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Technical Lowering - Stepped "A" arm early GM IFS

Discussion in 'Traditional Customs' started by jamcoupe, Nov 19, 2013.

  1. jamcoupe
    Joined: Sep 5, 2006
    Posts: 483

    jamcoupe
    Member

    Has anydody stepped the lower "A" arms on an early GM IFS?
    Are the arms cast steel?
    Can these be modified and rewelded as shown in this thread? http://www.jalopyjournal.com/forum/showthread.php?t=317696

    I hoping to use this technique to lower my Buick 2" and then maybe
    add a 1/2 spacer between the bottom spring plate and lower "A" arm and cut a coil.


    Here is a picture of a 1940 Buick lower A arm
    [​IMG]
     
    Last edited: Nov 20, 2013
  2. Jalopy Joker
    Joined: Sep 3, 2006
    Posts: 26,986

    Jalopy Joker
    Member

  3. seb fontana
    Joined: Sep 1, 2005
    Posts: 7,024

    seb fontana
    Member
    from ct

    I can't say if the arms are cast..They look like forged steel and if a buick person can tell you for sure then yes, can drop as in the post thread..Or you could check if the links could be flipped like in shoebox fords..
     
  4. It can be done if you know what your are doing with a welder. I did it on a 48 Chevrolet. It worked fine and is still on the road but would have preferred to replace the suspension with something else.
     
    Last edited: Nov 20, 2013

  5. BRENT
    Joined: Jun 22, 2005
    Posts: 252

    BRENT
    Member

    I agree about being carefull with those, I would either just lop off a coil or look at another option. Coil being the easiest. What about removing the rivits and putting a spacer between the lower control arm and the where the coil spring sits. Doesnt Fatman make dropped spindles for these?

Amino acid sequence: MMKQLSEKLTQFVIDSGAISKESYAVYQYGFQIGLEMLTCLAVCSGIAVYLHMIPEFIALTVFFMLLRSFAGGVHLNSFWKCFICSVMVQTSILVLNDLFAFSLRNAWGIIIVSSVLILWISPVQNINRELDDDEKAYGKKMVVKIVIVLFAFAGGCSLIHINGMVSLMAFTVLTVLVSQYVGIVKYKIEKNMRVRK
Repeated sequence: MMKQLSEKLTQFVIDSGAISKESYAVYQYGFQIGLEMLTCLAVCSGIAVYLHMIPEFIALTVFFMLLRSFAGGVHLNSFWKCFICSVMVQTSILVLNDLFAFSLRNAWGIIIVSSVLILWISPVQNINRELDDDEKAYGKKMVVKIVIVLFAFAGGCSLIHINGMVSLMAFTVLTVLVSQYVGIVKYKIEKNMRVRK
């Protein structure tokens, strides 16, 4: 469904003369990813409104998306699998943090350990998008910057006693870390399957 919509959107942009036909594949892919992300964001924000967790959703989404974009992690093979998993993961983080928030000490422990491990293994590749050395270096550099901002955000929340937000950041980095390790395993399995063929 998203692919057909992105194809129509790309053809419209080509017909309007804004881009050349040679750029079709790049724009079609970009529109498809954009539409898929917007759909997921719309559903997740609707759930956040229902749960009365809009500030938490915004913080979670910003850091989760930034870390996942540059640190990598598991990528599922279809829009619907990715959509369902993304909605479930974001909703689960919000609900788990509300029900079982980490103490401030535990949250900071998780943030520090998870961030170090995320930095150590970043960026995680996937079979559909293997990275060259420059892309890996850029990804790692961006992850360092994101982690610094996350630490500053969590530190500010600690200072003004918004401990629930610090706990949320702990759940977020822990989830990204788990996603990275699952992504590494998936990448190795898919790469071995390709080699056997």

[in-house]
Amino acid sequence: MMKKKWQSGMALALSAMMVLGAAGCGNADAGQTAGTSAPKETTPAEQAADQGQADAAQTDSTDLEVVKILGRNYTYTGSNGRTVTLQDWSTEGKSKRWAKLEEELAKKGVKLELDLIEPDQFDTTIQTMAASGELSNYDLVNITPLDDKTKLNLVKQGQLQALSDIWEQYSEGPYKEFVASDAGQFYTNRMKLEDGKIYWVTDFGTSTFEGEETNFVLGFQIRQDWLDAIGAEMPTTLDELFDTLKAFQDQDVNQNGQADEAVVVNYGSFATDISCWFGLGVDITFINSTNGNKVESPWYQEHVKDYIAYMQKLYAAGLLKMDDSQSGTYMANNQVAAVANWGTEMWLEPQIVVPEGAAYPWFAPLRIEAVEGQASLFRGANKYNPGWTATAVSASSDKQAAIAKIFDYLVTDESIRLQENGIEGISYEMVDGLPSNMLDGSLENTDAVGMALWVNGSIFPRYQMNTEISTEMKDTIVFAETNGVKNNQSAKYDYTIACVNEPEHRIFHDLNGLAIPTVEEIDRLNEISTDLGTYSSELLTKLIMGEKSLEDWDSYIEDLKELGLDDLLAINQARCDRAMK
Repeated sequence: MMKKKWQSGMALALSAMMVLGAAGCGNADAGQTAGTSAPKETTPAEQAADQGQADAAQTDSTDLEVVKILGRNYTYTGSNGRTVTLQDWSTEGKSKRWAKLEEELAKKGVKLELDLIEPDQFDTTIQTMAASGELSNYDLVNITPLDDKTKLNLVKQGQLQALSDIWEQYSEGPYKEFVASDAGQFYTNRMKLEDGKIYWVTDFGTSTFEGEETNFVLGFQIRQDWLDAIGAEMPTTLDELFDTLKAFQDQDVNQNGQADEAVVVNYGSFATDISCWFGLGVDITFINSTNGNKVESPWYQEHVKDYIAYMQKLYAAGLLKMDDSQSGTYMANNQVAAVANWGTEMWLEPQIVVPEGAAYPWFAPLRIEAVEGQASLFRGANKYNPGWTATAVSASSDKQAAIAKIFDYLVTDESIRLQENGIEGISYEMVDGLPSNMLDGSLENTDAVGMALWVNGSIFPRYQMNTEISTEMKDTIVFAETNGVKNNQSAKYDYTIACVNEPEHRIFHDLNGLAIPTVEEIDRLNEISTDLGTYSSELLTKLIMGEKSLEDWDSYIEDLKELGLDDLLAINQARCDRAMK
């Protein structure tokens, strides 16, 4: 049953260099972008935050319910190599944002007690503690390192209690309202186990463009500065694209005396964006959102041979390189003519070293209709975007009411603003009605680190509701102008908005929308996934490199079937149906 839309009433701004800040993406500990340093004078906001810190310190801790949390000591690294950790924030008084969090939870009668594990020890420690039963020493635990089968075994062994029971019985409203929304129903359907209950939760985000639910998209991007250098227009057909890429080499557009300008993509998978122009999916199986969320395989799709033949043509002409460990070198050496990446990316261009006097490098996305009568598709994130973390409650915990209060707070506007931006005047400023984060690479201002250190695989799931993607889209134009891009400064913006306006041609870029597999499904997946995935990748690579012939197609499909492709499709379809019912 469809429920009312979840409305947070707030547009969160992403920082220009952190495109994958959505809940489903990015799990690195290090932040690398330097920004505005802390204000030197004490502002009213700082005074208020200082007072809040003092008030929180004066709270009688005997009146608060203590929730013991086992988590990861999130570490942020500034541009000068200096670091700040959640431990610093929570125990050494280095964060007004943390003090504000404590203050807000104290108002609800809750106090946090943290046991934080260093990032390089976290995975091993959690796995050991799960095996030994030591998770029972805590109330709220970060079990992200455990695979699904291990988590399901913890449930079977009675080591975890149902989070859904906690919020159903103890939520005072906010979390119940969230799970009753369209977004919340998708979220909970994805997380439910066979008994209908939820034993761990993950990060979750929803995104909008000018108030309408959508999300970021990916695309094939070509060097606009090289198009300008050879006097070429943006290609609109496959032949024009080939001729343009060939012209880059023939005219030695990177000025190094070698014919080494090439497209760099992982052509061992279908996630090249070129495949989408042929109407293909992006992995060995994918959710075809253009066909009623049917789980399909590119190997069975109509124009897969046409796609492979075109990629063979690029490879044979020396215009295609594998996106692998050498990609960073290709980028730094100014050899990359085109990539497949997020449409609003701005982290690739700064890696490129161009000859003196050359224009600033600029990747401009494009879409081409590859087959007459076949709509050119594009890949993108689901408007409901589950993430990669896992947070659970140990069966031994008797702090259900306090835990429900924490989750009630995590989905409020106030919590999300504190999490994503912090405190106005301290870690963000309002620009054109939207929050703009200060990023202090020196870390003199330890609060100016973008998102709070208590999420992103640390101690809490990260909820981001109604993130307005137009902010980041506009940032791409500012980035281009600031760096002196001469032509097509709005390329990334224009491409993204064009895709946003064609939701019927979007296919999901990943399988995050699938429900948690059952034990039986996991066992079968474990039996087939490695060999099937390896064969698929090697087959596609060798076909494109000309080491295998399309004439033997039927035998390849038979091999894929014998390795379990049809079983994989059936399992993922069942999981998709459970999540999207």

Brent
     
  6. MEDDLER1
    Joined: Jun 1, 2006
    Posts: 1,590

    MEDDLER1
    Member

    looks like he already has the dropped uprights. If it were me I would look into making a whole new lower arm. I would think it would come out stronger in the end, and you could re use that spring pocket too if you made something similar. Or there is the bag route....
     
  7. scott51
    Joined: Mar 7, 2009
    Posts: 131

    scott51
    Member

    Likewise,

    if I had the skills and gear to confidently step those I'd be using them to make up a jig and welding up a set of custom ones.
     
  8. drop the spring pad 2 inchs and bow the bottom of the A arm. take a coil and call her done. been done on olds for 60 years
     
  9. jamcoupe
    Joined: Sep 5, 2006
    Posts: 483

    jamcoupe
    Member

    What do you mean by bow the bottom A arm?

     
  10. I think he is talking about bending the spring pocket down to lower it. I've never heard about it but I'm still wet behind the ears--makes sense though I suppose. IMO if you can't get low enough with dropped uprights, spaced spring pocket and cut coils then you should consider the dreaded air bag, and maybe a mustang two front end.
     
  11. fastcar1953
    Joined: Oct 23, 2009
    Posts: 2,551

    fastcar1953
    ALLIANCE MEMBER

  12. Bad spelling I was trying to say box the lower pad on the lower A arm :eek:
     

  13. I have dropped the spring pad (spaced it out) on old GMs and I have dropped the pocket in the pad by welding a piece of pipe in there. I have not stepped the arms but I know that it used to be done.
     
  14. I've used that kit (bought from night prowlers). It worked as I expected. I painted them black so as the aluminum doesn't stand out. I like how my springs responded to it.
     
  15. jamcoupe
    Joined: Sep 5, 2006
    Posts: 483

    jamcoupe
    Member

    Thanks for the help guys. The picture I posted does show a dropped upright but isn't my car, I was just using it to show the bottom "A'" arm. I was looking for a way to lower the Buick without spending $400 on a set of dropped uprights or using air bags. I think I'm going to put a 2" spacer between the lower arm and see how it looks.
     
  16. Those arms are forged and can be dropped just like an axle, but you better know what you are doing and i would magnaflux after any such operation.
    Hans
     

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